U.S. SEC Chief Of Cyber Unit For Cryptocurrency Resigns

The U.S. Securities and Exchange Commission (SEC) chief of the Enforcement dept cyber unit has put down his papers and would quit in August, after serving his 15 years of stint towards the SEC service. The official announcement has come through a press release on SEC’s website, July 29.

Robert A. Cohen, chief of the cyber unit division of the enforcement law is the first chief of the unit for cryptocurrency which was created in 2017, and before that he positioned as a Co-Chief of the Market Abuse Unit in 2015. He brought along with himself a vast experience and understanding of the market structure, insider trading, and manipulation cases including national stock exchangesdark poolsretail order handling, and order routing. Reportedly, Cohen joined SEC in 2004.

Mr. Cohen had played a very important role in the success of the cyber unit. Under his leadership and strategic thinking towards crime, the cyber unit successfully handled various impactful cases related to cryptocurrency. His supervision improved SEC’s ability to demonstrate crime and respond to new challenges nimbly and altogether, law enforcement division also able to protect the investors. Steven Peikin, Co-Director of the SEC’s Division of Enforcement noted. 

Role of Cohen as a Chief of the Cyber Unit

Mr. Cohen during his tenure conducted the various investigation. The work includes proceedings againstan infamous Canadian startup Kik for operating an allegedly unregistered $100 million ICO in 2017. 

He also took the responsibility of supervising and charging a music producer DJ Khaled and the boxer Floyd Joy Mayweather Jr. for not disclosing $100,000 payment source which they received for unlawful promotionof Centra Tech’s $32 million ICO.

During Jan 2019, Cohen also got the credit of supervising EDGAR hacking case which was filed against nine defendants for their participation in the hacking scheme related to SEC’s EDGAR system who pulled out non-public information for illegal trading.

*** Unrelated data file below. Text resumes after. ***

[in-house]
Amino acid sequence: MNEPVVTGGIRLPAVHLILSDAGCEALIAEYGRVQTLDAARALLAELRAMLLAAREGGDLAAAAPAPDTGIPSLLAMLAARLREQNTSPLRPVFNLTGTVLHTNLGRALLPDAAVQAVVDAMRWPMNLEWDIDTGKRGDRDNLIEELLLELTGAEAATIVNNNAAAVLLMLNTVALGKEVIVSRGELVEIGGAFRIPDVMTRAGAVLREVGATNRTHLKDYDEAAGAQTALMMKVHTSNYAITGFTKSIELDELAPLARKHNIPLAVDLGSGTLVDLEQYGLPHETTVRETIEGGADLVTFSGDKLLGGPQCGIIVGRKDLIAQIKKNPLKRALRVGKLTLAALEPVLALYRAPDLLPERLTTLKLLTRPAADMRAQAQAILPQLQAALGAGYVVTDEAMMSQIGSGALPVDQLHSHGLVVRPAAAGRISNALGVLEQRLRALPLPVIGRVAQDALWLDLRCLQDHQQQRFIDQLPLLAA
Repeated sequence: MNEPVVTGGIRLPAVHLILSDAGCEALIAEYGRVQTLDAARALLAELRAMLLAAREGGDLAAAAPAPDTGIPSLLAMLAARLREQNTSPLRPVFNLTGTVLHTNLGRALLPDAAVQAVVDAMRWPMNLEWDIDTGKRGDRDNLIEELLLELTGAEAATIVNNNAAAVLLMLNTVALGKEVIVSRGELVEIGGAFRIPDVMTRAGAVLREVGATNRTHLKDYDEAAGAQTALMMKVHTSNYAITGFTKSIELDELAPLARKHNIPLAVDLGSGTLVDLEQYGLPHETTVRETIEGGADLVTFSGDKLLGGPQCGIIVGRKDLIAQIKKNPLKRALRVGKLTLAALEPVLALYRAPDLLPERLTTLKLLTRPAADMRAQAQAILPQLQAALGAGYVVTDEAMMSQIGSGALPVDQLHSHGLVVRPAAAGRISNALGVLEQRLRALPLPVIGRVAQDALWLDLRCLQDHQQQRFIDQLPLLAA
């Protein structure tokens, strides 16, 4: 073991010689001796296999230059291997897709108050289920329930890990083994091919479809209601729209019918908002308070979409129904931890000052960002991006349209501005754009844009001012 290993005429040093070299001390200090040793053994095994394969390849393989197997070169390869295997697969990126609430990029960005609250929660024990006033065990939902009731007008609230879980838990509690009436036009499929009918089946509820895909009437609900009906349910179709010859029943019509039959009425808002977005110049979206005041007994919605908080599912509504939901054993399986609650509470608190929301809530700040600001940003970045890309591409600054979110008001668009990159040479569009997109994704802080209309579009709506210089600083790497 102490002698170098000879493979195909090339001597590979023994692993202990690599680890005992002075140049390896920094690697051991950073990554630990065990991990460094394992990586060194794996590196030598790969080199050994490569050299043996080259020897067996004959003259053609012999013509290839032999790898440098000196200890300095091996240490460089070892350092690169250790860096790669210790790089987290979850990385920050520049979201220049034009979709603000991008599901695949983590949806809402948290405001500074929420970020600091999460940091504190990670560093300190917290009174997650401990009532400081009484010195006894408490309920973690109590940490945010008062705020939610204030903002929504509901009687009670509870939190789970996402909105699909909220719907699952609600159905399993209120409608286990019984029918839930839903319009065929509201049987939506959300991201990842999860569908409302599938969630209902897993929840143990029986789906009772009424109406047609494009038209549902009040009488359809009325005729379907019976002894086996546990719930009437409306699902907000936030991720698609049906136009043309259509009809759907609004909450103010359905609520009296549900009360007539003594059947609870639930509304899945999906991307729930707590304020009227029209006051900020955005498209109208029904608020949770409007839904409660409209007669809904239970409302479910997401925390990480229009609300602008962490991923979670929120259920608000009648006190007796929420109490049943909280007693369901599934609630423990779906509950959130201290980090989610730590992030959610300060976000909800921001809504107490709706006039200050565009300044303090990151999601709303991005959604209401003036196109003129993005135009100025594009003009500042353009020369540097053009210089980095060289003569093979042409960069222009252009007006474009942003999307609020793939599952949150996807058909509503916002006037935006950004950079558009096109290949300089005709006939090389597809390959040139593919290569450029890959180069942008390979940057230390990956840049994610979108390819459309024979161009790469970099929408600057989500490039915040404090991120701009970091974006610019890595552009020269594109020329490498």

Besides above, in Nov 2018, Cohen also led the investigation against an ERC20 Token based unregistered trading platform “EtherDelta” and its founder Zachary Coburn.

Role Of SEC’s Cyber Unit

The Cyber Unit is responsible for handling the matters related to digital assets and cryptocurrency, cyber-related trading and violation practices such as hacking and information theft, which the new and old ventures opt in the wake of crime. The unit also focuses on public companies and financial institutions for their cybersecurity disclosures and trial procedures. 

The SEC is playing a crucial role and taking every measure to curb the crimes which are multiplying in the cryptocurrency space due to the wrong intents of the bad actors. Therefore, after scrutinising the fillings the legitimate applications are getting approved. Apparently, one such firm recently obtained a green signal from the SEC. Blockstack- a blockchain-powered startup got the approval to issue  $28 million token offerings under Regulation A+: an initial public offering (IPO) which was introduced in 2012 by the “Jumpstart Our Business Startups Act.”  

On July 25, SEC announced via website about the approval of a blockchain-based gaming token offering. The authorities mentioned that they cannot be considered as a security and issue tokens without registration. The gaming website “Pocketful of Quarters (PoQ)” was co-founded by George B. Weiksner.

Image by Daria Nepriakhina from Pixabay

Tags: Blockchain News, SEC, Government, Law, USA, Blockstack, Cryptocurrencies, Crimes, Robert A. Cohen